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Small Town Murder Songs

★★★½☆
Small Town Murder Songs

In the past year, there have been numerous films which have been enhanced spectacularly by a score crafted by a band or songwriter rather than a traditional orchestra. There is Daft Punk’s electronic mosaic for Tron: Legacy. There’s the sharp witted, grungy music from The Social Network, as provided by Trent Reznor and Atticus Ross. And most recently, there was the revelatory score from the Chemical Brothers which accompanied Hanna. Intriguing and unique, these scores take what might have been an alright movie before and push them beyond the limit, sometimes adding so much more depth and atmosphere than the images on the screen possibly could. And to this list we can safely add director Ed Gass-Donnelly’s Small Town Murder Songs, a movie which ostensibly stars Peter Stormare (Fargo, Dancer in the Dark), but which finds its breakout star in the form of Bruce Peninsula, the band behind the music of the film.

There are many things to enjoy in Donnelly’s sophomore effort; they are exactly the things that the trailer promises, and exactly the things that made me interested in seeing the movie in the first place. A quiet and conflicted man who must suppress his rage, played by a serious Stormare; gorgeous landscapes evocative of the works of David Gordon Green or Jeff Nichols; a murder mystery set off with quotations making comparisons to the work of the Coen brothers. But standing above all of this is the jangling, rock-gospel sound of Bruce Peninsula. There are a multitude of scenes where characters move in slow-motion to the thumping, ominous sounds of the band’s songs. I don’t doubt that the movie would have worked narratively even with a more conventional soundtrack, but the use of songs like “Shutters” brings a striking emotional intensity to the simplest of scenes. Imagine a group of police officers staring at the body of a murdered woman with a sadness in their eyes, slowly putting up the yellow police-tape to cordon off the crime scene and shaking their heads at the sight. Now imagine that scene again with “Rosie” playing over it. The scene works fine either way, but it’s so much more powerful with the stomping percussion, the echoing discordance of the choir’s portion of the call-and-response, and the growling of lead singer Matt Cully. The fact that the soundtrack seems to take center stage can be no accident: there’s a reason the movie is titled Small Town Murder Songs instead of just “Small Town Murder”.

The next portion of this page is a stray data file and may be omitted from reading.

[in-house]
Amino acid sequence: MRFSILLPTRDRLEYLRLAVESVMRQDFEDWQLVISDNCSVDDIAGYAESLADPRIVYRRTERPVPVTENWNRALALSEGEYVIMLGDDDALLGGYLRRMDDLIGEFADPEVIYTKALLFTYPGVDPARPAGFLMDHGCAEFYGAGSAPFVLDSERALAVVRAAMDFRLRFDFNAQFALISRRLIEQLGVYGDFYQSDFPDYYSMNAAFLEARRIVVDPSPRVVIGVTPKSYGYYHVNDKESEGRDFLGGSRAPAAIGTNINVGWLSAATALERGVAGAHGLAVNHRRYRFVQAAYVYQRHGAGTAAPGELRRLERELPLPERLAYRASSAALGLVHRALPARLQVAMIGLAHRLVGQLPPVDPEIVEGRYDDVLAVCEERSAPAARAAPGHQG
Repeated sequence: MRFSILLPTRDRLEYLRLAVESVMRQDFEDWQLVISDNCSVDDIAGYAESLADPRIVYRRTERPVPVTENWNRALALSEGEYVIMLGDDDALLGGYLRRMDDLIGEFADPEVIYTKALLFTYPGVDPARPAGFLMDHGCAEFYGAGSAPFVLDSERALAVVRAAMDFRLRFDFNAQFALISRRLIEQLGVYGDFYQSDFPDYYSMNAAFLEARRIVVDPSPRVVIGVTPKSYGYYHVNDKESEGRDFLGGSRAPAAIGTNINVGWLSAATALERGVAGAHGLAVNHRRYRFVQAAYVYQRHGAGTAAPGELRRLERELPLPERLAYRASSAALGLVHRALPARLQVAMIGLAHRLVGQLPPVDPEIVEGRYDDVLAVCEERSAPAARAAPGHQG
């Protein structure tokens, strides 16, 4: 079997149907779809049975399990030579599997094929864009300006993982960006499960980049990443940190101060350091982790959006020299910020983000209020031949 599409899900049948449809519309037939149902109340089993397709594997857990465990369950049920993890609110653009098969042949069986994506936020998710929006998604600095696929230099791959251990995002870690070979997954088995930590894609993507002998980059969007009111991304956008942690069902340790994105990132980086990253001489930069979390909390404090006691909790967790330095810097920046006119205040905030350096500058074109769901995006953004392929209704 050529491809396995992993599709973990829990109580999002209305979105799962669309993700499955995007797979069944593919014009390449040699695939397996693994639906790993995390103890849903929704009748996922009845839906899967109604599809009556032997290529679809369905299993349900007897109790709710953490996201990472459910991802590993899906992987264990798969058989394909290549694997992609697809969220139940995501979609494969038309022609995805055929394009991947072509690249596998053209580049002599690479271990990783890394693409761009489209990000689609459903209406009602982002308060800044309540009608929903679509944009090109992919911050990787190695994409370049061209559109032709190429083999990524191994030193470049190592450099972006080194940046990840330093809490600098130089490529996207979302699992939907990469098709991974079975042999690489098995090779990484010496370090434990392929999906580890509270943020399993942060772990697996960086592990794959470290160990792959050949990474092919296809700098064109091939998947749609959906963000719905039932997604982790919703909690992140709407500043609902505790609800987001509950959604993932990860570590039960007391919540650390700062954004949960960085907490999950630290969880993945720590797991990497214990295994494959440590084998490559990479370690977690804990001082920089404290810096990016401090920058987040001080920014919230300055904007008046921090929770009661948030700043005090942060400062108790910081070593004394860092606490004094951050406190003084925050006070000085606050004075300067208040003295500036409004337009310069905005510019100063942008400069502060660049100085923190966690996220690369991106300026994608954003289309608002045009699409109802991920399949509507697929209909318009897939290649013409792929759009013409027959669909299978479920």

Beyond the music, though, there’s an extraordinary performance by Peter Stormare (who has put on some weight and is at times unrecognizable). Stormare plays Walter, a police officer in a small Canadian town populated largely by Mennonites. He has recently gotten baptized in an effort to turn his life around from the flying-off-the-handle monster that he, presumably, had once been. We see his past transgressions, where Walter’s violent temper got the better of him, in brief flashbacks. When the body of a naked woman is found in the reeds under the bridge, our boy does his best to keep himself in check despite his gut instincts regarding who the killer may be. The crime affects Walter in a variety of ways; the sight of a dead body is traumatizing enough for a law enforcement official who up until now has never had to deal with a homicide case, but the way that things play out also begins to bring up history and people that Walter had been trying to let go of. It takes a toll on both his relationships and his mental stability. In maybe the greatest moment of the film, Walter sits at the dinner table with his current girlfriend Sam (Martha Plimpton) discussing the case when he suddenly loses it, slamming his fists on the table and barking in frustration. It frightens Sam and the two are hesitant to touch hands again. It’s an incredible shot, a small and perhaps instinctual reaction, but nonetheless one which etched itself into this viewer’s memory.